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Genitourinary Cancers Symposium

Daily IGRT in Prostate Cancer Reduces Risk of Recurrence, Increases Risk of Second Cancer

Jaime Rosenberg
Daily image-guided radiotherapy, when compared to weekly control, decreases the risk of recurrence and rectal toxicity, but is associated with an increased risk of second cancer, according to study results presented at the 2018 Genitourinary Cancers Symposium.
During a session at the 2018 Genitourinary Cancers Symposium, study results showed that daily image-guided radiotherapy (IGRT), when compared to weekly control, decreases the risk of recurrence and rectal toxicity, but is associated with an increased risk of second cancer.

“While there is a strong rational for prostate cancer IGRT, optimal frequency of the control is not clearly identified,” said Renaud de Crevoisier, MD, PhD, professor, University of Rennes, radiation-oncologist, Regional Cancer Center. “It may be possible to correct only for the systematic error by doing a control on day 1, 2, 3, and weekly, or it may be necessary to correct for systematic and random error by doing a daily control.”

The phase 3 randomized trial comprised of 2 steps: the first was a feasibility step for the first 5 patients. Then, 470 patients from 21 centers were randomized 1:1 between 2 arms: weekly control or daily control between June 2007 and November 2012.

According to Crevoisier, the hypothesis was to detect a minimum of a 12% difference in 5-year disease-free survival (DFS) between the groups. The patients were stratified between center, prognostic group, total dose, and androgen deprivation therapy. The median follow-up was 4.1 years. Secondary outcomes included overall survival (OS) and toxicity. Post-hoc analyses included biochemical progression-free interval, clinical progression-free interval and second cancer-free interval.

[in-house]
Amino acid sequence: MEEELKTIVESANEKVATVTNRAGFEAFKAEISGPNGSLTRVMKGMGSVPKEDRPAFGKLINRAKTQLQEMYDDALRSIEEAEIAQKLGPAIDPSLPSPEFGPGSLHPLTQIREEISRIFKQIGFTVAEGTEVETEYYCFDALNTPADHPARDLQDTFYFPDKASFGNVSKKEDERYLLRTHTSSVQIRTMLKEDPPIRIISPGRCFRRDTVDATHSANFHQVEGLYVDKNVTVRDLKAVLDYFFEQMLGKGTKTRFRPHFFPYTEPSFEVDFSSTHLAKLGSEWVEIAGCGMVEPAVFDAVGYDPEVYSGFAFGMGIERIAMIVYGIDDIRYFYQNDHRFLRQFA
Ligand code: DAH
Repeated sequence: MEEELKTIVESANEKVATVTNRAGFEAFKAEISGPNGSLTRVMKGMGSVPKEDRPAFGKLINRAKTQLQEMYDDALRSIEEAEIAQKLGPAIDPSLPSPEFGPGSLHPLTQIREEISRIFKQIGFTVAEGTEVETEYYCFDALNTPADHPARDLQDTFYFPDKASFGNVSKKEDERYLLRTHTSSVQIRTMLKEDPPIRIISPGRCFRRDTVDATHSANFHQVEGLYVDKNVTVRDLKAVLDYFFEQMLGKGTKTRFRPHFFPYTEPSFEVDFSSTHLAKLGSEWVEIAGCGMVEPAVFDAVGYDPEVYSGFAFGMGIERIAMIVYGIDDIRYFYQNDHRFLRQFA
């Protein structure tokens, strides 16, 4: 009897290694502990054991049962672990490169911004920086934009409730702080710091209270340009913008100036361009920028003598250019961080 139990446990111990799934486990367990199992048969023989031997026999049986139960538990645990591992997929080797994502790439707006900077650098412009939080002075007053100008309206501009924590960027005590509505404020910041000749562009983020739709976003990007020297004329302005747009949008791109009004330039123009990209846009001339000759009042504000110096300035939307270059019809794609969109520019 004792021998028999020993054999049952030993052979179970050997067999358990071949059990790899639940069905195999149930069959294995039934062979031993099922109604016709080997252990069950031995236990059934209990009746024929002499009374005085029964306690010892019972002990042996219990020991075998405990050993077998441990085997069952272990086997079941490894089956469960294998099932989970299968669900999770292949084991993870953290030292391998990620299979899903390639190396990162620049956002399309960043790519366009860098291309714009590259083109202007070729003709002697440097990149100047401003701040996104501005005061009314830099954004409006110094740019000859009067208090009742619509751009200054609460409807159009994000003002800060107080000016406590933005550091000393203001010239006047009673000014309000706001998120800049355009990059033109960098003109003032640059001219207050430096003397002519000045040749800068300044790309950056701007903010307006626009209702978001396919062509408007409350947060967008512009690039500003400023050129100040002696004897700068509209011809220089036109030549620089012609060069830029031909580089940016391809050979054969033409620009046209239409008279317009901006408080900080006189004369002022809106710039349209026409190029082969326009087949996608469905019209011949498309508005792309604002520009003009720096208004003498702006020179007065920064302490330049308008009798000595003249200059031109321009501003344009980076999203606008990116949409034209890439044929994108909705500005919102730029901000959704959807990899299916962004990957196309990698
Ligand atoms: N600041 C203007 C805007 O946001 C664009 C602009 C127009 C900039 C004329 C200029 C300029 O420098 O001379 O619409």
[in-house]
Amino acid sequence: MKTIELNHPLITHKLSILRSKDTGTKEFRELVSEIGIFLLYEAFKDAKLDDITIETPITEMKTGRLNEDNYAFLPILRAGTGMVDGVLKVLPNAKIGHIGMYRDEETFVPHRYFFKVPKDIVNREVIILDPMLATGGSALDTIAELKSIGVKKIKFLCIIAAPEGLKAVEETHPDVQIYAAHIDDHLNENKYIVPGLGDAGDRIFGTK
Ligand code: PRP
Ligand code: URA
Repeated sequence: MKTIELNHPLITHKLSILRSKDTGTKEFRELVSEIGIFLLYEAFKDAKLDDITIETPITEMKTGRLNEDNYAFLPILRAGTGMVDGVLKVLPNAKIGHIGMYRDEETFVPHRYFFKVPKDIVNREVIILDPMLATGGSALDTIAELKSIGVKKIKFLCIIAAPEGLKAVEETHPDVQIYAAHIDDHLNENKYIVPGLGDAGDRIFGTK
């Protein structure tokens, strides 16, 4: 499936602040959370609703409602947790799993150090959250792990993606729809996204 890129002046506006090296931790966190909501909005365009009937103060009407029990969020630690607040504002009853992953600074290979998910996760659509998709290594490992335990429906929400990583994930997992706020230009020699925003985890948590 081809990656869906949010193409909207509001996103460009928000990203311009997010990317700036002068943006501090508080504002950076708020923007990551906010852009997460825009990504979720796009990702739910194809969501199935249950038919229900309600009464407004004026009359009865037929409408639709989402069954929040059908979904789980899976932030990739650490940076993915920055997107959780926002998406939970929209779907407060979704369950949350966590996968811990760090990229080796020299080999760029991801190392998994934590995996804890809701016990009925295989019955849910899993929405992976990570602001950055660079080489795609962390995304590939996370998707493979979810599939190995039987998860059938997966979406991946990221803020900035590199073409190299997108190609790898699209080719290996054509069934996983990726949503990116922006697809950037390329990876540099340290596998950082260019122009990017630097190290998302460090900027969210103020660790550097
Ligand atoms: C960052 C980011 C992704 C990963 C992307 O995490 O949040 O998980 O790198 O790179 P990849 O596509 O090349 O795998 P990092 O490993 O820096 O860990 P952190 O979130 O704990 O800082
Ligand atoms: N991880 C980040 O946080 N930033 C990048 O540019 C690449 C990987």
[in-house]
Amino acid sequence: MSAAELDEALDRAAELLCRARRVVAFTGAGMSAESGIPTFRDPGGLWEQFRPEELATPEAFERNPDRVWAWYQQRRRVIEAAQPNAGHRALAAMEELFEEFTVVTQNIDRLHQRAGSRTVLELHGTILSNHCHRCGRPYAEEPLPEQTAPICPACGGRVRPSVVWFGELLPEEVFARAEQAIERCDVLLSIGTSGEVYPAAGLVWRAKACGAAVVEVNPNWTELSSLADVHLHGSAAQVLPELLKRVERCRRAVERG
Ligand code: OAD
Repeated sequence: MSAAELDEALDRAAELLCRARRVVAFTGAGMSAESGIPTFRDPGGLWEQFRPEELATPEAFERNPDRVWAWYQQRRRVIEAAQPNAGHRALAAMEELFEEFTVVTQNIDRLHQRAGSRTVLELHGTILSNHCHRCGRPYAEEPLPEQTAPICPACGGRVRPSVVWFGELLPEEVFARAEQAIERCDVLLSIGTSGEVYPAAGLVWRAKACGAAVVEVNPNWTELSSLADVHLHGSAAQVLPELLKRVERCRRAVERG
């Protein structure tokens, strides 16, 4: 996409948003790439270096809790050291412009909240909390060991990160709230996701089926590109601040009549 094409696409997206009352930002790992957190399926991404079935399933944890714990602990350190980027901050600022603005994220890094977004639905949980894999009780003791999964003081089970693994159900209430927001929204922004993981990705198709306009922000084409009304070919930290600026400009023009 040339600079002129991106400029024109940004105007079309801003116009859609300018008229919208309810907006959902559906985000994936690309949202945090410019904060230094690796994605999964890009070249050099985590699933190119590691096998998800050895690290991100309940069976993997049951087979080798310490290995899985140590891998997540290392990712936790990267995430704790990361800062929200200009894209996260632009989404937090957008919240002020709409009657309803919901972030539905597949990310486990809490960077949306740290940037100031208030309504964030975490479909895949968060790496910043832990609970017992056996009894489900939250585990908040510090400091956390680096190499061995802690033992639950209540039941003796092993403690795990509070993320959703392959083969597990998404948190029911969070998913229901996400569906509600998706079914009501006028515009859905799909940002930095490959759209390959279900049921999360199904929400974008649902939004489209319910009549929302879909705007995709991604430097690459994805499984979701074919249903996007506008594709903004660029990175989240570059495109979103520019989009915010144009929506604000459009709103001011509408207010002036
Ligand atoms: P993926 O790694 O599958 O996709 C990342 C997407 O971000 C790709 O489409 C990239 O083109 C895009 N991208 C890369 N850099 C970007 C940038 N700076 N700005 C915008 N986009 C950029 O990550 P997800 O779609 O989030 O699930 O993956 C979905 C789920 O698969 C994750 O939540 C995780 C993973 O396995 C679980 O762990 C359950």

For toxicity, acute rectal bleeding greater than grade 1 decreased significantly in the daily control group (6% versus 11%). Rectal toxicity, BPFI, and clinical recurrence also decreased significantly in the daily control group.

Surprisingly, OS decreased in the daily control group, said Crevoisier. The risk of death increasedby a factor of 2. Looking at second cancer incidence in the post-hoc analysis, the risk of second incidence was also multiplied by 2 in the daily control group.

“Compared to weekly control, by improving targeting, daily control in prostate cancer IGRT significantly decreases the risks of recurrence and rectal toxicity but is associated with an increased risk of second cancer,” concluded Crevoisier. “Longer follow-up is however clearly needed to assess the rate of radiation-associated malignancies.”

 
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